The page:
Excerpt from Past Due by William Lashner, plus links to reviews, author biography & more

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Past Due

by William Lashner

Past Due by William Lashner X
Past Due by William Lashner
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  • First Published:
    Apr 2004, 480 pages
    Paperback:
    Apr 2005, 576 pages

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Chapter 1

There is something perversely cheerful about a crime scene in the middle of the night, the pulsating red and blue lights, the great beams of white, the strobes of the photographers' flashes. Festively festooned with yellow tape, a crime scene at night is a place cars drive slowly by, as if before an overdone Christmas display with bowing reindeers and whirling Santas. In the uniformed workers busily going about their business, in the helicopters spinning madly overhead, in the television vans with their jaunty microwave disks, in the reporters giving their live reports, in the excited onlookers excitedly looking on, in all of it lies the thrilling sense of relief that the arbitrary finger of desolation has squashed flat this night a total stranger.

Unless the corpse within the tape is not a total stranger. Then, suddenly, the crime scene at night is not so cheery.

I didn't yet know why I had been summoned to the crime scene at Pier 84 on Philadelphia's dank waterfront, or who's death was the subject of this swirl of activity, but I knew the deceased was not a total stranger or I would never have been called, and that was enough to turn the cheeriness of the scene into something bleak and icy. The possibilities flitted through my mind like bats through a dusky sky, an endless swarm, each swoop or swerve carrying its own name and causing its own jolt of fear.

"I was called by McDeiss," I told one of the uniforms standing as solid as a Roman sentry at the gated entrance to the pier, his arms crossed, his thick leather jacket zippered tight. Far behind him, lying between two huge shipping containers, surrounded by cops and technicians, slipping out of a strange dark puddle, was a lump of something covered by blue.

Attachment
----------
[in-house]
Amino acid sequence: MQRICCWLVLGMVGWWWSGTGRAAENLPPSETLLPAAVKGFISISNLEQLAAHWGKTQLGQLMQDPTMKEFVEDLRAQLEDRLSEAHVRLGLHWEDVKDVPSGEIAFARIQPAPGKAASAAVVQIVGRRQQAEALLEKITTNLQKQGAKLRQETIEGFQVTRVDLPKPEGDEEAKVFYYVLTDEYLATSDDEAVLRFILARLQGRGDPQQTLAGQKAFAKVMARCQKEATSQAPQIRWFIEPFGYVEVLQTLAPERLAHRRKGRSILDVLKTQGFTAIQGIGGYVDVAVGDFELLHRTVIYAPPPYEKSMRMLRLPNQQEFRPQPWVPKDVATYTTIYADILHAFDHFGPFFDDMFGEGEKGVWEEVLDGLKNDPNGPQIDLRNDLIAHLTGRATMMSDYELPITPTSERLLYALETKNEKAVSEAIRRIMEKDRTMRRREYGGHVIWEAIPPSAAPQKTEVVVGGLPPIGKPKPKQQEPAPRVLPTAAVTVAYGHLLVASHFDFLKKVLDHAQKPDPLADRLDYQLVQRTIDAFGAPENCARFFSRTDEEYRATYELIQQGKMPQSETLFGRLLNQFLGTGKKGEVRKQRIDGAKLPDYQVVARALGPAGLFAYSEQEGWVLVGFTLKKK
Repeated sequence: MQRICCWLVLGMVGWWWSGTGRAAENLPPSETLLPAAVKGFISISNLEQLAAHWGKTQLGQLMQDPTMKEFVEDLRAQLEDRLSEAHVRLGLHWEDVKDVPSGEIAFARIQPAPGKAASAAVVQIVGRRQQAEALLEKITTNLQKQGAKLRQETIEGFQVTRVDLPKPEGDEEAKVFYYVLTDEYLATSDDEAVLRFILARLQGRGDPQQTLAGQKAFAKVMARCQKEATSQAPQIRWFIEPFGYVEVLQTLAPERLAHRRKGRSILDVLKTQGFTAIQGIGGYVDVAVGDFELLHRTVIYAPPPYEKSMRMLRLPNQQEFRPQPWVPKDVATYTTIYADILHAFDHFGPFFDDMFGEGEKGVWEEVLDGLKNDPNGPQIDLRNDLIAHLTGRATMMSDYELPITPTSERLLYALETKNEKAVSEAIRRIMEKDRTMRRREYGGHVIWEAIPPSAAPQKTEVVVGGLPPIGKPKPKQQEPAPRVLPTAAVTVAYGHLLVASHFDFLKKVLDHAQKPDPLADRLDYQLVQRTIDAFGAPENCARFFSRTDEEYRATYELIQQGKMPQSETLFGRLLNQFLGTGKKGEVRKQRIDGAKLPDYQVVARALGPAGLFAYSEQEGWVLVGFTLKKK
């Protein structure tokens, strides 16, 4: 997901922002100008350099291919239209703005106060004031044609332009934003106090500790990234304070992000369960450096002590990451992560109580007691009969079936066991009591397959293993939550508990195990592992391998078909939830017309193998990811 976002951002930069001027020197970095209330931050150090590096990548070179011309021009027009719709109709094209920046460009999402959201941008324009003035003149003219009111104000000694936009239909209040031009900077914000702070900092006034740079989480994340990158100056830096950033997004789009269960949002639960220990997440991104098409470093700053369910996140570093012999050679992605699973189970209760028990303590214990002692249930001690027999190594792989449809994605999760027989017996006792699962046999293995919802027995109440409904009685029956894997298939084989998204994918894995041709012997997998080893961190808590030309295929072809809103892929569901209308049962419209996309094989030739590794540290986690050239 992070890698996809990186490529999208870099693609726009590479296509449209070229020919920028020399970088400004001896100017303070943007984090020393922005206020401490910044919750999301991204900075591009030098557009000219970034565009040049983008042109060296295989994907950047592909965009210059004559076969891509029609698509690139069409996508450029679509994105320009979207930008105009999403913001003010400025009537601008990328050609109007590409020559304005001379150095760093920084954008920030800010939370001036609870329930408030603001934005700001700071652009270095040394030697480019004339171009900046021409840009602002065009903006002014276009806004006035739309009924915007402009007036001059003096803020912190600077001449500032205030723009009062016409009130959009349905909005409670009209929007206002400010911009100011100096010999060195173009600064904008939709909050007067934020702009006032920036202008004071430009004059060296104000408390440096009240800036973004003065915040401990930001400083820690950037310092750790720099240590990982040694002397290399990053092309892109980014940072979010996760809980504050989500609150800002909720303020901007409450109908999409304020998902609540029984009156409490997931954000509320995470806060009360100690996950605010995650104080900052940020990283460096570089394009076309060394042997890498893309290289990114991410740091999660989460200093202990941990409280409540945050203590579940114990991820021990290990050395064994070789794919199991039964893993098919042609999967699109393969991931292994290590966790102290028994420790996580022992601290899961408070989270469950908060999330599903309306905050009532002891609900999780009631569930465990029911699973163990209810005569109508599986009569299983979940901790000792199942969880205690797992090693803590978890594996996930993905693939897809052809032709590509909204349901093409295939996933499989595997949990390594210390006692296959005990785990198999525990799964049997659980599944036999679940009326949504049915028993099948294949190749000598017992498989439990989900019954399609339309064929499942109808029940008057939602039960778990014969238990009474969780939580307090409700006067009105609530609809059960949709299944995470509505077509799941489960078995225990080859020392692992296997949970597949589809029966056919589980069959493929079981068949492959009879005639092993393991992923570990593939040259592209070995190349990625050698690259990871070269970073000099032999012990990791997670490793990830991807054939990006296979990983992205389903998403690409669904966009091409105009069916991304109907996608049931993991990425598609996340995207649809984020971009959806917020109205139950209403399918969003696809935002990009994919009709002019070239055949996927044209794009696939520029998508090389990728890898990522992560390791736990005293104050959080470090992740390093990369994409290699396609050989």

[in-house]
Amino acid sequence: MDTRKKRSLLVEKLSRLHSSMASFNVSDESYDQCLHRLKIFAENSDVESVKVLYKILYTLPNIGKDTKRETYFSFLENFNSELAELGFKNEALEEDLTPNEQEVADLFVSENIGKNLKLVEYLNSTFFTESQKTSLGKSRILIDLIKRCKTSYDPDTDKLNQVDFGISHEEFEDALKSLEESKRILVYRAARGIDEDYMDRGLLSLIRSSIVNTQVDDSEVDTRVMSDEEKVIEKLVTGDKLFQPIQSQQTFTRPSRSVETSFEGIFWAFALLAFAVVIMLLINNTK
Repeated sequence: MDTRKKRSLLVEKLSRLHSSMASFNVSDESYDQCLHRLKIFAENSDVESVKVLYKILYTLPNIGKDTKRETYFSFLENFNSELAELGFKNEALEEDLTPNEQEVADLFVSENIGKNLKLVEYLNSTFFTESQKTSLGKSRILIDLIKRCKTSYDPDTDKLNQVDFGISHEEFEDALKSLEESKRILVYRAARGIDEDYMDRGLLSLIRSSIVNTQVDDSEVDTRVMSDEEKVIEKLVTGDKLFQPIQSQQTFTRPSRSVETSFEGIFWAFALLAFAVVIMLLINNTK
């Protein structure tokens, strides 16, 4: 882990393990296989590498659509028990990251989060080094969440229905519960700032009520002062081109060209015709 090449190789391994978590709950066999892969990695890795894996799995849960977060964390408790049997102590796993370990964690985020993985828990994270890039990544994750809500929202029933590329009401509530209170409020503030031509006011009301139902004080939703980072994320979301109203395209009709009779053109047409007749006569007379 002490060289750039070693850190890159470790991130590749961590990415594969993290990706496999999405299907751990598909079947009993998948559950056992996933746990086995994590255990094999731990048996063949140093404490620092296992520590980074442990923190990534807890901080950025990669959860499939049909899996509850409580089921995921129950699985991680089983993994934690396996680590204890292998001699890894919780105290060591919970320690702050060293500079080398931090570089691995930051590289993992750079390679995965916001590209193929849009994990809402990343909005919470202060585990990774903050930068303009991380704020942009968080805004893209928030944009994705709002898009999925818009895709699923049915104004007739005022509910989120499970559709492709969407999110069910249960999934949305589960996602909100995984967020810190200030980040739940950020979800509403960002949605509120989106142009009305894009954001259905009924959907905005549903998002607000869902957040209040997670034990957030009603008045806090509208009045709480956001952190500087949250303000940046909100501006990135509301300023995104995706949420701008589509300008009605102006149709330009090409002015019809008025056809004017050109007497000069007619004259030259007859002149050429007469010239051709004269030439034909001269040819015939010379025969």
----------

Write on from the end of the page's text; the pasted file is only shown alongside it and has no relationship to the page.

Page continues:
"You a reporter?" said the cop.

"I'm a lawyer."

"Even worse. Yo, Pete," he called out to a young cop standing a few feet away. "What's more trouble than a lawyer?"

"Two lawyers," said Pete.

"Go tell Detective McDeiss to hold onto his wallet, there's a lawyer here to see him."

"Who died?" I managed to get out.

"Talk to McDeiss."

"What happened?"

"Some guy got an early good night kiss."

Until then I hadn't known if the victim was man or woman, now the possibilities narrowed. Half of the swooping bats dissolved and disappeared, yet that didn't seem to help at all.

The pier was a flat sheet of cement, jutting out into the wide slow Delaware River, just north of the Walt Whitman Bridge. Rail lines criss-crossed its length and an arcade style warehouse squatted in its center, with trailers hitched at the bays in front like puppies sucking milk from their mother's teats. Chocolate milk, because Pier 84 was the premier cocoa-receiving facility in the entire country. On Pier 84 burlap sacks, unloaded from heavy cargo ships, were thrown into shipping containers and hauled by rail and truck to the gay little chocolate town of Hershey, Pennsylvania. You would expect you could smell the sweet rich flavor of the chocolate even on the pier, but you'd be wrong. All you could smell that night was the wet of the river, the oxide of rusting metal, and something dark and desolate and sadly familiar beneath it all.

The warehouse now was in shadow, the river itself a thick black void. At the entrance to the pier, brown and low, squatted Frank's, a lunch shack with tables out front and a blue sign reading: COLD BEER. To my right was the great steel bridge named after America's most American poet. I hear America singing, yeah yeah yeah. Not tonight, Walt, not with all the racket from the helicopters, not with that lump of something beneath the blue tarp. And to my left, the oddest sight, the red tilting stacks of what appeared to be a great ocean liner fallen on hard times. The red paint on the funnels was faded and streaked, the metal was rusting, the lighting was desultory at best, making it seem as if the great ship was sagging in the middle like a tired old horse. It looked as if it had suffered some foul disease and had crawled into the Philadelphia waterfront to die. Well, it had picked the right place.

The foregoing is excerpted from Past Due by William Lashner. All rights reserved. No part of this book may be used or reproduced without written permission from HarperCollins Publishers, 10 East 53rd Street, New York, NY 10022

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